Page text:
Electrical Defense
This is a normal outgrowth of electrofishing, although current characteristics probably differ. Indeed, more modern electrogenic animals use these organs for defense than for food gathering. This is the classic electric eel defense, and I suspect that any electrofishing animal could effectively defend its neck from larger predators. A pliosaur attempting to bite down on an electrogenic elasmosaur would be in for a nasty shock. I’ve attempted to illustrate that below, with my cartoon of what might happen when a Pliosaur attacks an Elasmosaurus.

An electrified Elasmosaurus teaching an Pliosaur that it is not a prey item (with apologies to Luis Rey and Robert Bakker)

An electrified Elasmosaurus teaching a Pliosaur that it is not a prey item (with apologies to Luis Rey and Robert Bakker)

In Conclusion
Of course this is all speculative, soft-organ paleontology. I haven’t been able to locate a picture of an electric eel skeleton, so I have no idea how electric organs affect bone shape, or whether it’s possible to determine the presence of an electric organ from any skeleton. Some Plesiosaurid neck vertebrae are described as “odd and asymmetric”, but I have no idea whether this could be due to the presence of an electric organ or anything else.

Still, the strength of this hypothesis is that it presents a good explanation of why both Plesiosaurids and Tanystropheids have long, weak, inflexible necks, and it also accounts for how such an animal could be an efficient aquatic or benthic hunter. As such, it is certainly no worse than the idea that they are stealthy hunters, with their bodies hidden by their long necks so that they appear smaller. In fact, it makes them seem rather formidable. Electric sea dragons, anyone?

Offline References
Bakker, Robert. 1986. The Dinosaur Heresies. Zebra Press.
Fraser, Nicholas. 2006. Dawn of the Dinosaurs: Life in the Triassic. Indiana University Press.


20 Comments so far
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Interesting take on the whole long necked marine reptile dilemma. Seems a long neck might offer some advantage in certain feeding situations but the length just offers a tempting target to predators. I recall some other long necked guys around back then-fresh water little critters from China that are somehow alligned with champosaurs if I remember properly.

Hate to get zapped by a full grown elasmosaurus.

Comment by Duane

Thanks Duane. There’s a Tanystropheid from China, but I didn’t know about any champosaur relatives. If you remember anything else, let me know.

Comment by Heteromeles

This is probably a reference to the choristoderes Hyphalosaurus and Shokawa.

Comment by Cameron

This helps a lot. Thanks for the reference.

Comment by Heteromeles

A very interesting speculation. However I wonder why such an advantageous adaptation has not been found in any modern reptiles.
I suspect the stiff necks have better hydrodynamics than very flexible necks. The animal could then power into a shoal of fish catching them rather like fishing with a spear. The head might well be inside the shoal before the fish were aware of the animal, especially the pressure wave and color of the large body behind it.
This hypothesis could even be tested in a tank.

Comment by Alex Tolley

Thanks Alex. It’s simply not clear why a long neck is necessary for such a charging attack. After all, we have a number of aquatic predators today, including whales which are distant relatives of giraffes. None of them have developed an elongated neck to assist with a lunging attack. This doesn’t even touch Tanystropheus, which was at best a clumsy swimmer. Conversely, there are spearfishing animals (such as the anhinga), and they have strong and flexible necks to assist with the lunge.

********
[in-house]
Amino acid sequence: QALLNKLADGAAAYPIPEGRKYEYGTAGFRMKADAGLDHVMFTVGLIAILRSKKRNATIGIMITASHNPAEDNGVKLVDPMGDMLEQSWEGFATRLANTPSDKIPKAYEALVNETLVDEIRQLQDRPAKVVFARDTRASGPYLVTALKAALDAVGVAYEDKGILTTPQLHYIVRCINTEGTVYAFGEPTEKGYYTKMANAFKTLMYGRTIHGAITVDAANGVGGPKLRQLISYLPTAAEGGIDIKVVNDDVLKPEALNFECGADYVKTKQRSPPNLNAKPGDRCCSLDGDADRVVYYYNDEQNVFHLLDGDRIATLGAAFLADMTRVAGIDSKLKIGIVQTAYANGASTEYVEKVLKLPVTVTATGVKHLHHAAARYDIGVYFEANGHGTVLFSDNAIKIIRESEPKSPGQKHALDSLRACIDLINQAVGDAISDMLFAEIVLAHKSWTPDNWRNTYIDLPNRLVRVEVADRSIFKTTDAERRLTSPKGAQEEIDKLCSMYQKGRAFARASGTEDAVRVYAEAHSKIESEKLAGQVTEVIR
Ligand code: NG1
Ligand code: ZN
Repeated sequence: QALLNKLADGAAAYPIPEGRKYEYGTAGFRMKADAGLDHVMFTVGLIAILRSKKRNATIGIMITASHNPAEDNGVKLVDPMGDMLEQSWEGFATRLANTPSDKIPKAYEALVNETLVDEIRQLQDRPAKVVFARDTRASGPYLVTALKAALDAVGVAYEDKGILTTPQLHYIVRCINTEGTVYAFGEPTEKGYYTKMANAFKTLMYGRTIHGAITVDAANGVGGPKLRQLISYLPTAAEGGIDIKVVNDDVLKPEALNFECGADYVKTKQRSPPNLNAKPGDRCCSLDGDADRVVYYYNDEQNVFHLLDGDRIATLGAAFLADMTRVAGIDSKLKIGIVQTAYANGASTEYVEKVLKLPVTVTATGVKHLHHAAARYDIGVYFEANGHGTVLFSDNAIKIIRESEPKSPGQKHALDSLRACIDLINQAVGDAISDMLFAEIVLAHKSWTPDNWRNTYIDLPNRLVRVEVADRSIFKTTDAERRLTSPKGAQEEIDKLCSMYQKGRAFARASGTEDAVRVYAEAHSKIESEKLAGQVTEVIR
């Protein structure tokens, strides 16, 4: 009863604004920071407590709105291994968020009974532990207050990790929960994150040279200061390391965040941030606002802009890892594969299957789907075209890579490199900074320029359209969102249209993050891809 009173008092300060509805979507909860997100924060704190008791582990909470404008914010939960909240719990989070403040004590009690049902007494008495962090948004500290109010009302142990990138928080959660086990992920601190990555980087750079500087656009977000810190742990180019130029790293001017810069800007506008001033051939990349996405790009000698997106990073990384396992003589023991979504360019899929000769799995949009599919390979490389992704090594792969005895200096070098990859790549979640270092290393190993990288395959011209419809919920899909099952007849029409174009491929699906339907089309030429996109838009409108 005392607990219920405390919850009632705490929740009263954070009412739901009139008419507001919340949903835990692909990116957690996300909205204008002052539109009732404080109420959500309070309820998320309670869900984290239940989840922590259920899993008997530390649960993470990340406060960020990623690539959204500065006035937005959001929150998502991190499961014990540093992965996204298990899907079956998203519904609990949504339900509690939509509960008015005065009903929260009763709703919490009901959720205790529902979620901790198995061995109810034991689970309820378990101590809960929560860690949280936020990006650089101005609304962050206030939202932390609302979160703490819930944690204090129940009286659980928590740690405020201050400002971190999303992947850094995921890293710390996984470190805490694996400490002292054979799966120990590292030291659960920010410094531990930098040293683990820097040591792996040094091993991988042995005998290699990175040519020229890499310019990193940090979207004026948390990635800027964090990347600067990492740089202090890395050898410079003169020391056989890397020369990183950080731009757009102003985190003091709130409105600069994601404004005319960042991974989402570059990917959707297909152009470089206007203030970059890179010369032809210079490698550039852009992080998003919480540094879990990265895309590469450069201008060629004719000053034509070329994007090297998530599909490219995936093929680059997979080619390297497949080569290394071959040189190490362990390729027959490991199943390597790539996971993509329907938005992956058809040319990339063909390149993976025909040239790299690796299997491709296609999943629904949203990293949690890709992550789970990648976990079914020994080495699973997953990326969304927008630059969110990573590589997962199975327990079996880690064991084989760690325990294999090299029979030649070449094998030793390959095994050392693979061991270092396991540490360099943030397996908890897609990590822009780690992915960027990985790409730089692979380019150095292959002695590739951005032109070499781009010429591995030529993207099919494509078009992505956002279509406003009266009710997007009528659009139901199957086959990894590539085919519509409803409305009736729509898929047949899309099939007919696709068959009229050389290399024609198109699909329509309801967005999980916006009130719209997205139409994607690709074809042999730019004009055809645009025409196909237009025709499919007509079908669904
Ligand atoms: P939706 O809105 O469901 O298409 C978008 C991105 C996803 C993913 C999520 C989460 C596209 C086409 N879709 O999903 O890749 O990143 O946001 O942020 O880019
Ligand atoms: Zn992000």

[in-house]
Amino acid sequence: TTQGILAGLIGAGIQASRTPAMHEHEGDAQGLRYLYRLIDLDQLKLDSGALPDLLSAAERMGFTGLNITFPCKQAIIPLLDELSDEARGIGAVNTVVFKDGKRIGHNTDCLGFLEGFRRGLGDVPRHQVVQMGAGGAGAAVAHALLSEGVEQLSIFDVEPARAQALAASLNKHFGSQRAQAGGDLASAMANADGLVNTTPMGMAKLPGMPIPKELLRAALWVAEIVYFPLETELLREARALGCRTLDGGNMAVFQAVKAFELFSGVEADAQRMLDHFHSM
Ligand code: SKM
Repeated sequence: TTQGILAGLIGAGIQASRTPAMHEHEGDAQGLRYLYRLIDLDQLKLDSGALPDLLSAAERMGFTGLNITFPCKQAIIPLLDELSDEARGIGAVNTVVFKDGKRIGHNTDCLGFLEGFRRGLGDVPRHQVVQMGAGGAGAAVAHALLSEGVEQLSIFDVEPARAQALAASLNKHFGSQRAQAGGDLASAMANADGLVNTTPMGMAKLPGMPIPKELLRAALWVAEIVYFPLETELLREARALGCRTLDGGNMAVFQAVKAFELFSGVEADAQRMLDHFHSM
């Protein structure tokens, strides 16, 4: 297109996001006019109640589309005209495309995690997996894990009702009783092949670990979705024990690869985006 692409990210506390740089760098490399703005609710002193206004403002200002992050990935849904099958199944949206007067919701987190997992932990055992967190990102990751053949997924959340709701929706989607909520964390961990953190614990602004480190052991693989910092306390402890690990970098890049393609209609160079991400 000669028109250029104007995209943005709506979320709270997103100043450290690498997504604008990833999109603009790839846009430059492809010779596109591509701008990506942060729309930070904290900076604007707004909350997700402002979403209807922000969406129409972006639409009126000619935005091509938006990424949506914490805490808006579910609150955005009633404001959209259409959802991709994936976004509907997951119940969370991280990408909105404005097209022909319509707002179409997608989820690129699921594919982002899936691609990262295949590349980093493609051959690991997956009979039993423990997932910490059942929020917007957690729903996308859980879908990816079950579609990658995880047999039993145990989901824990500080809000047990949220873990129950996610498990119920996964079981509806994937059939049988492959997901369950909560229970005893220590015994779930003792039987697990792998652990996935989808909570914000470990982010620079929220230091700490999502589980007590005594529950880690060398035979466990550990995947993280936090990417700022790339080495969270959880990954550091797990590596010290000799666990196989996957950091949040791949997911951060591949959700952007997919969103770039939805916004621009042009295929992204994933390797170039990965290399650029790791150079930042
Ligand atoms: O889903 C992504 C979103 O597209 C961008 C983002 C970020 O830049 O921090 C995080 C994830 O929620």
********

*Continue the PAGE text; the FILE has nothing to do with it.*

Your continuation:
Comment by Heteromeles

Trying to find some data I came across this NBC item that references a Science article. Seems to suggest pretty much the same explanation I gave, including tank tests.

I note that the sauropod dinosaurs (a very different lineage than the marine reptiles) are now also believed to have kept their necks fairly rigid as they grazed, sweeping back and forth.

If we examine modern strategies, cormorants extend their necks, but have the advantage or starting above the water. Toothed whales tend to hunt cooperatively in schools, and therefore avoiding the need to be stealthy. Other modern fish hunting mammals like seals and otters display considerable maneuverability. I suspect our large marine reptiles were not such agile swimmers, and resorted to lunging strikes. Sperm whales can get away with this strategy despite their bulk because their targets are large and relatively slow. If sperm whales had to hunt fish, they would probably need to be very different.

If long necked, marine reptiles had electric organs, how might we determine that from the fossil evidence? Would fossil skin be sufficient, or do we need to identify an electric organ in some way?

Comment by alexandertolleyAlex Tolley

[…] information means that paleontology is particularly fertile ground for speculation. One of my favorite bits of paleontological speculation comes from Putting the Life Back in Science Fiction where a post wonders whether plesiosaurs had long necks to allow for electric organs like electric […]

Pingback by Speculative Electro-Paleontology | The Finch and Pea

There are some pictures of Electric Eel skeletons here and here. There’s a diagram of internal anatomy here, and it looks like the trunk is mostly made out of electricity-producing organs.

Comment by Cameron